An 18-member relay squad from Guyana, comprising athletes from the Fort Wellington Secondary School, arrived in the United States on Wednesday to participate in the annual Penn Relay championships, scheduled for this weekend.
Although the team originates from Guyana, it has reportedly received no support from the government of Guyana, but rather a Jamaica alumni association from the United States, through former Guyanese runner, Tanya Barry.
This was revealed by manager of the team, Keisha Burnette, who travelled with the team.
Upon arriving at the JFK International Airport on Wednesday, Burnette unequivocally expressed gratitude to Fly Jamaica and the Jamaica alumni in the U.S., who made it possible for the team’s participation in the championships.
She noted that after a recent visit by Barry and her colleague, Mark Webster, to Guyana, they would have seen the potential of the runners and thought that they stand a chance in the competition.
Ever since, they have been in contact with the sport department within the Education Ministry, but to no avail. She explained that they took a budget to the tune of just over G$4 million for the team members to travel to the U.S., but at the last minute the department informed them that they could not help.
Nevertheless, after the team was selected she said that the ministry promised to assist the children in getting their visas to travel to the U.S.; this again never came through.
“They said they were going to help with the visas first and after we did the application forms for the visas and the 6th was the due date for the payment for the visas. They called us the 5th and say they can’t help us because we received a private letter from Pennslyvania and they say the letter was supposed to be addressed directly to the department of sports, but it came to us from Ms Tanya,” Burnette explained.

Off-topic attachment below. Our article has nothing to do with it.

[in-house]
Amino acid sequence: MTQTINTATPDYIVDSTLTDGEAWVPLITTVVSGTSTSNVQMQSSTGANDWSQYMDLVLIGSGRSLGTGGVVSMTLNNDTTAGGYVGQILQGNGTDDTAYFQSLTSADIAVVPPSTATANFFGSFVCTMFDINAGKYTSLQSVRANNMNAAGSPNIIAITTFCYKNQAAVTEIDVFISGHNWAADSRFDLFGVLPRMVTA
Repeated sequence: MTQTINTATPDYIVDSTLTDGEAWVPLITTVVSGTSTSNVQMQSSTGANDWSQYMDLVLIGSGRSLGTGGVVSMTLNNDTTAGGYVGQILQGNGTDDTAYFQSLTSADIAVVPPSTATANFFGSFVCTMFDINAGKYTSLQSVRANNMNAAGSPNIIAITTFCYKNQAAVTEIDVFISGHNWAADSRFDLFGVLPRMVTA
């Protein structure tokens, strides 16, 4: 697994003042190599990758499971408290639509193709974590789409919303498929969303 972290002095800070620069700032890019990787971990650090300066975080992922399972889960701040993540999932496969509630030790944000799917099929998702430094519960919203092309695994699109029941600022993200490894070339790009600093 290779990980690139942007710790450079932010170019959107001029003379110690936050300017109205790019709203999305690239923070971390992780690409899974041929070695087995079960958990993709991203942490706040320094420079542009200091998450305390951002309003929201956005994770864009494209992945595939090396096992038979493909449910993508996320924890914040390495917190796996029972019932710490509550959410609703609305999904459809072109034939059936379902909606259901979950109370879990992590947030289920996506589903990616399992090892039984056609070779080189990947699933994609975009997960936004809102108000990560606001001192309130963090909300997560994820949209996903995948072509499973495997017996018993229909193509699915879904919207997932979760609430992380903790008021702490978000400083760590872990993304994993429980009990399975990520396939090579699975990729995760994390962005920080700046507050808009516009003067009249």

This she added was devastating news, but they did not give up. They managed to raise the money to pay for the visa applications, but were also promised by the ministry that after they secured the visas, it will assist with airfares.
“When we get it they say we not registered with the AAG (Athletics Association of Guyana), hence we went there. We got a letter and took it [to] Christopher Jones, but he told us that they can only buy tickets for two athletes out of 18,” Burnette revealed.
After being told that, they approached Fly Jamaica on Tuesday and met with Roxanne Reece, who immediately assisted.
Although the team is in the U.S., it still needs help with transportation from New York to Philadelphia and some additional miscellaneous expenses.
Upon hearing the plight of the team, Roraima Airways Chairman, Gerry Gouveia, as well as Dynamic International Airways extended their support.